I wrote last on 7th October, expecting Dollar’s up move coupled with down move in Equity, Commodity and Bullion markets.
Dollar Index has soared 5% since then from the low of 74.39 to yesterday’s close of 77.50. In currency market, 5% move is considered a big move.
Yesterday, the FED retained its March deadline of completing the $1.25 trillion in mortgage-backed securities purchases and $175 billion of federal agency debt. Officials are gradually slowing the pace of purchases . Thus, signaling the withdrawal of emergency measures taken in 2008 to support the financial sector. This has short term positive effect on dollar.But, the real test will be: Will the Fed really end mortgage- backed securities purchases by the end of the first quarter? need to be seen.
Equity, Commodity and Bullion have remained sideways to 1-3% correction.
Will $ continue rally??
Yes. In short term Dollar may continue rally against major currencies. Dollar index is pegged against six major currencies of world markets.
1. Euro 2. Sterling 3. Swiss Frank 4. Canadian Dollar 5. Japanese Yuan 6. Australian Dollar
Out of six, four regions are facing major debt concerns.
1. Euro Zone
Below shown table illustrates true picture of the Euro zone health.
Greece’s predicament has escalated concerns about contagion in other European countries whose finances are in poor shape. Just this month, the ratings of Greece have been cut both by Fitch Ratings, and, late Wednesday, by Standard & Poor’s, and major agencies have warned Spain and Portugal of possible cuts.
Greece borrowed $2bn privately issuing bonds to national banks as against a normal fund raising through bond market. Greece did so because investors were demanding higher yield amid further concerns of downgrades.
This clearly shows the seriousness of situation.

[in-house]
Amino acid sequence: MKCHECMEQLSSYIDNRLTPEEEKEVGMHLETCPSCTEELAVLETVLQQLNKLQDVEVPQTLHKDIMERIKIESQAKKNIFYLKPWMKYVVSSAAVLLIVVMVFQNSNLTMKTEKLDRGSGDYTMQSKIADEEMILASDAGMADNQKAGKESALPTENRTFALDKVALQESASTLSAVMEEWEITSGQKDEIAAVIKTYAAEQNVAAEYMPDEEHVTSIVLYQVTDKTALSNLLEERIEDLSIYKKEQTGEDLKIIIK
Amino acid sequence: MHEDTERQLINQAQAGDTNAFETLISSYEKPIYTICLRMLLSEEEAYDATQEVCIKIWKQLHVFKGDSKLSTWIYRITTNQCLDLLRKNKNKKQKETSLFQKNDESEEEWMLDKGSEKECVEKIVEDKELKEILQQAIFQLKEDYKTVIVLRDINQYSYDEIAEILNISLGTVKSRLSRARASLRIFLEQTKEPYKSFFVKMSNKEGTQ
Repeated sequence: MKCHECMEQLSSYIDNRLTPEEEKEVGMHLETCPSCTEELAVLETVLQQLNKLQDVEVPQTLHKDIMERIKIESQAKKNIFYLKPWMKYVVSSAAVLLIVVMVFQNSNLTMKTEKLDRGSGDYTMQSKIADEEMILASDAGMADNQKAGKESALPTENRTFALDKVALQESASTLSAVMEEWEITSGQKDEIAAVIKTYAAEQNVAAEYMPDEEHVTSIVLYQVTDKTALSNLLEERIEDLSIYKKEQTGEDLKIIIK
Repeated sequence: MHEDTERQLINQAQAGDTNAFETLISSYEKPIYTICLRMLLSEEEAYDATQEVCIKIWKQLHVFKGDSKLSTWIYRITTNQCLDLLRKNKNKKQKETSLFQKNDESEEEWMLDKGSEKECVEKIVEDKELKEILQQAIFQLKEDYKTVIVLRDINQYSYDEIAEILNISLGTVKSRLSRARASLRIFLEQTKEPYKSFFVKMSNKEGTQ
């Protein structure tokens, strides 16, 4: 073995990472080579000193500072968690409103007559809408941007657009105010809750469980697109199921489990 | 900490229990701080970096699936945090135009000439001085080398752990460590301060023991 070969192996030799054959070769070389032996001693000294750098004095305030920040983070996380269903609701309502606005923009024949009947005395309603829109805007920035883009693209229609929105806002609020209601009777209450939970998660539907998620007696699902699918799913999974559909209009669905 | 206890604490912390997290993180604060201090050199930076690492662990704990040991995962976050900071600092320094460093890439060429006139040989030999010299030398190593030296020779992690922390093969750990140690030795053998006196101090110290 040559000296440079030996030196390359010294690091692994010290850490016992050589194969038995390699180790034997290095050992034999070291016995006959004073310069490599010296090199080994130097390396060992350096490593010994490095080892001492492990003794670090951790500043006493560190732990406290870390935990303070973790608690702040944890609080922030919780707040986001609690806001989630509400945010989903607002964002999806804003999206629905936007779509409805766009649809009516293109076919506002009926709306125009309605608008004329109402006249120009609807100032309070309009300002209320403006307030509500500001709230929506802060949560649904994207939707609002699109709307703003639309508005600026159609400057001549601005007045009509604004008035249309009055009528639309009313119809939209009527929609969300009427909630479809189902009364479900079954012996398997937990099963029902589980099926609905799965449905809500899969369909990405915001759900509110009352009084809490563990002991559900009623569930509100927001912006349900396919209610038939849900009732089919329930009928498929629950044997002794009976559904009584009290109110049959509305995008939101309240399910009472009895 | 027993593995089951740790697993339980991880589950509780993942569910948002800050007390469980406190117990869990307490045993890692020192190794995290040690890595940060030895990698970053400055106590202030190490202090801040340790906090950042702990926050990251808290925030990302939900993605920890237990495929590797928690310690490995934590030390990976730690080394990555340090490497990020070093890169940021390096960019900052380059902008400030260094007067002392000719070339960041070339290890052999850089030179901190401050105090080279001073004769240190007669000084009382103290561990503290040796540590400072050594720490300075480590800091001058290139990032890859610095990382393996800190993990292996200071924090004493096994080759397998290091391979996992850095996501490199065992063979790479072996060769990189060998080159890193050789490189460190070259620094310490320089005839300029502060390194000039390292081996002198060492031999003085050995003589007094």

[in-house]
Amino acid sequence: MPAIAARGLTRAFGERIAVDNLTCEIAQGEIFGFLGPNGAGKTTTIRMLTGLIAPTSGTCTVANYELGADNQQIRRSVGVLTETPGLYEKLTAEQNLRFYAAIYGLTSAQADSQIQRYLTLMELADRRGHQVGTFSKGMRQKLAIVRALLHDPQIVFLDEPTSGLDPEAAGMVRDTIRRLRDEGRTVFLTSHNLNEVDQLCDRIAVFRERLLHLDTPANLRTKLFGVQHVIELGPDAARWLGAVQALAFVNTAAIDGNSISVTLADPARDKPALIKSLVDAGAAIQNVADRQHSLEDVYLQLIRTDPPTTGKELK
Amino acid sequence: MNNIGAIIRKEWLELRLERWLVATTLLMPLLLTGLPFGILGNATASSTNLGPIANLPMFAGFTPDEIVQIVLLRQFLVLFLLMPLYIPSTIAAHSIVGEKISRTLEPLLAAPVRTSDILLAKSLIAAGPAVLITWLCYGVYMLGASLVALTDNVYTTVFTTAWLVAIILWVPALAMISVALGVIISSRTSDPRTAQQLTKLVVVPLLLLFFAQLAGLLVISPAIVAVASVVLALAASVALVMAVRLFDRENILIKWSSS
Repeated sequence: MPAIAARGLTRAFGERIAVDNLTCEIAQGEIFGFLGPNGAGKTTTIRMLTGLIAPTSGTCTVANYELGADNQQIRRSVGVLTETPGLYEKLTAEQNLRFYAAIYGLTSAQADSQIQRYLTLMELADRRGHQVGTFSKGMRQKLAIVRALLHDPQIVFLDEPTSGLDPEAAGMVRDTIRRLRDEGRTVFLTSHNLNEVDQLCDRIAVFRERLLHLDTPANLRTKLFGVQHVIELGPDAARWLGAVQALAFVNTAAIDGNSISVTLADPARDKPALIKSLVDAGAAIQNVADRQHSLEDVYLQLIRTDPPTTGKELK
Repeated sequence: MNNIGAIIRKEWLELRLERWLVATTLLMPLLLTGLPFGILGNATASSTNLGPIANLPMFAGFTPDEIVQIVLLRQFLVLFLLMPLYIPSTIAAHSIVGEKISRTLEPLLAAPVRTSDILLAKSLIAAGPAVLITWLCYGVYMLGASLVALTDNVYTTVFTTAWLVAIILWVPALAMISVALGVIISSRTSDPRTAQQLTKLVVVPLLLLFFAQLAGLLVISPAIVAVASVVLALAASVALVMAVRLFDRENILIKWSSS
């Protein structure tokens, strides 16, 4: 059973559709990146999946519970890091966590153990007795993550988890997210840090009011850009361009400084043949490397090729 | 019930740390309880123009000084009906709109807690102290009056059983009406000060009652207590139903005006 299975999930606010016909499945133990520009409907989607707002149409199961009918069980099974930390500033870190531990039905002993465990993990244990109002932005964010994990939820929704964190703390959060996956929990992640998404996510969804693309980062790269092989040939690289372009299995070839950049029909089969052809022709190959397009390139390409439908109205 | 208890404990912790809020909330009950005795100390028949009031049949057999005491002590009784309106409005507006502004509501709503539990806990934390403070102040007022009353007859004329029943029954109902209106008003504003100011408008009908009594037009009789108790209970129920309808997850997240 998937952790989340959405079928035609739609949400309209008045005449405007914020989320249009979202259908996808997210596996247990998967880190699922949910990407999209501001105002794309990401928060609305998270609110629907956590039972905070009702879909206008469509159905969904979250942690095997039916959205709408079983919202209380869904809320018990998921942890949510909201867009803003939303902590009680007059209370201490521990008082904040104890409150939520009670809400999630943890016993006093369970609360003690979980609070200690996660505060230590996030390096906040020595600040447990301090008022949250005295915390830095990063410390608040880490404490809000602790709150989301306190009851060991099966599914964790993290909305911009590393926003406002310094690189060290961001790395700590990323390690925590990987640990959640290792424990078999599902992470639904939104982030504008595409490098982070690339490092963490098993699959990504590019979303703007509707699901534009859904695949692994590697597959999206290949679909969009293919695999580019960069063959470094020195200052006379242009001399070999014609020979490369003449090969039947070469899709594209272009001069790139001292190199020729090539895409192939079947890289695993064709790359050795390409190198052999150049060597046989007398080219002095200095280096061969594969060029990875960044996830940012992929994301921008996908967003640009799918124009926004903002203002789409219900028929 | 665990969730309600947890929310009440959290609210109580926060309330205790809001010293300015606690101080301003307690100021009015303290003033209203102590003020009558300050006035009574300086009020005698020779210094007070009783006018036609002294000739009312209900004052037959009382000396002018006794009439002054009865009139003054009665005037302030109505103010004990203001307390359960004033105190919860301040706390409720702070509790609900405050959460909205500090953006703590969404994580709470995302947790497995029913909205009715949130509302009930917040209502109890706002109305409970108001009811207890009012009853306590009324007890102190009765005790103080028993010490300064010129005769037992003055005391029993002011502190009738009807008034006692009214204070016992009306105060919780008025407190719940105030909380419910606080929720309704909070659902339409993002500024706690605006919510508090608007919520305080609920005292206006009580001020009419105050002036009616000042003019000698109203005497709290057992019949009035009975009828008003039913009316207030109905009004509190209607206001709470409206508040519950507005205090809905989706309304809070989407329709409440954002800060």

Greece has been downgraded to BBB+ by S&P, the lowest in the euro region, and signaled it may be cut again.
Situation is more or less same across the eastern European nations.
Budget Deficit has ballooned to 11% plus and Debt to GDP ratio approaching higher on the scale, faster in England, Ireland, Portugal and Spain.
2. England ( Sterling )
UK’s large debt mountain and 13 % fiscal deficit has invited strong downgrade concerns from rating agencies.
In latest remark, Fitch said, Fitch Says U.K. Rating Most at Risk Among Top-Rated,citing concern over the country’s budget deficit.
3. Swiss Frank
The nations of Hungary, Poland, and Czech Republic used cheap Swiss funds in the mortgage funding, and concerns are mounting of default on sovereign debt.
The base Swiss interest rate of 1.5% pumped money into Eastern European homes. Their local currencies each fell around 40% to 60%, making for a total disaster for Swiss bankers. Translated mortgage losses are in the 70% to 80% range.. In fact Swiss bankers are struggling to achieve their equilibrium after deep damage in three aspects: toxic US bonds, devastating Eastern European mortgages, and threats to private bank accounts
4. Japanese Yen
The Bank of Japan began a solo effort to defend the US-dollar, by pumping 10-trillion yen ($115-billion) into short-term bank deposits on Dec 1st, – flooding the system with yen, and in turn, forcing US$ carry traders to cover over-extended short positions. “If there is a shortage of liquidity we are prepared to provide more funds,” Shirakawa warned, driving Japan’s five-year yield to 0.45-percent, a four-year low.
Japan is aiming 88.25 exchange rate against dollar to stabilize the exports market.
The IMF says Japan’s public debt could reach 227% of the size of its economy in 2010, greater than the annual output of Germany, France, Britain, and Canada combined. Japan’s government has lived beyond its means since the 1990’s thanks to a massive pool of domestic savings. Households own 1,440-trillion yen ($16.3-trillion) in assets, mostly deposited in banks, which then buy government bonds. Foreigners only hold about 8% of outstanding JGB’s.
5. Australian Dollar
Australian Dollar has risen more than 30 % against US Dollar. Hence, it seems, AUD will pare some gains as Investors will take out profit on year end.
Therefore, it seems, in short term Dollar may continue gain some more percentages before decline.
But, the larger picture is, i long run all nations will debase their currency or will get debased due to the rising deficits and rising debt to GDP ratio.
Let’s look at IMF data and its view on further rise in these ratios.
|IMF says debt-to-GDP ratio of advanced countries to rise by 20 percentage points in 2009 – – biggest upturn in decades
Jun 11, 2009
In short term, Dollar will continue uptrend. Because, countries pegged to dollar index seem to be more in trouble than US.